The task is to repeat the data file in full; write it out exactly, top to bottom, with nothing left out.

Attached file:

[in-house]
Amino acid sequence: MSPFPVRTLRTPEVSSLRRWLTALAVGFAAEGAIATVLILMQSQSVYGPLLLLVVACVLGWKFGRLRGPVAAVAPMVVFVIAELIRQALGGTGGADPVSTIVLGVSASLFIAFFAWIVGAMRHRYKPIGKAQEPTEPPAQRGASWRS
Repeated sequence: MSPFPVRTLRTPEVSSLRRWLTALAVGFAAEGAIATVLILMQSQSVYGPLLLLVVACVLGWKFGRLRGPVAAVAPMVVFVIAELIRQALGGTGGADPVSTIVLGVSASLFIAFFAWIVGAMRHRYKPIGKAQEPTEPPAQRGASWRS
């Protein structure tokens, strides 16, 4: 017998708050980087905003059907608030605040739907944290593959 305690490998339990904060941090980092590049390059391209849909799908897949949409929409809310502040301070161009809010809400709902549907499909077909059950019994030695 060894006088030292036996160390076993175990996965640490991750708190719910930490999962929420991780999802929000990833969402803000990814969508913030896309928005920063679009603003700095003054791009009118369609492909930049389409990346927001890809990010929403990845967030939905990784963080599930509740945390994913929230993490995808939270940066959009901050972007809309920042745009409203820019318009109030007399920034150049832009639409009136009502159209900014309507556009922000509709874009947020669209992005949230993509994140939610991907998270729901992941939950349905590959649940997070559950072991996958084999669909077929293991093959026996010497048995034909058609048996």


[in-house]
Amino acid sequence: MSPFPVRTLRTPEVSSLRRWLTALAVGFAAEGAIATVLILMQSQSVYGPLLLLVVACVLGWKFGRLRGPVAAVAPMVVFVIAELIRQALGGTGGADPVSTIVLGVSASLFIAFFAWIVGAMRHRYKPIGKAQEPTEPPAQRGASWRS
Repeated sequence: MSPFPVRTLRTPEVSSLRRWLTALAVGFAAEGAIATVLILMQSQSVYGPLLLLVVACVLGWKFGRLRGPVAAVAPMVVFVIAELIRQALGGTGGADPVSTIVLGVSASLFIAFFAWIVGAMRHRYKPIGKAQEPTEPPAQRGASWRS
């Protein structure tokens, strides 16, 4: 017998708050980087905003059907608030605040739907944290593959 305690490998339990904060941090980092590049390059391209849909799908897949949409929409809310502040301070161009809010809400709902549907499909077909059950019994030695 060894006088030292036996160390076993175990996965640490991750708190719910930490999962929420991780999802929000990833969402803000990814969508913030896309928005920063679009603003700095003054791009009118369609492909930049389409990346927001890809990010929403990845967030939905990784963080599930509740945390994913929230993490995808939270940066959009901050972007809309920042745009409203820019318009109030007399920034150049832009639409009136009502159209900014309507556009922000509709874009947020669209992005949230993509994140939610991907998270729901992941939950349905590959649940997070559950072991996958084999669909077929293991093959026996010497048995034909058609048996």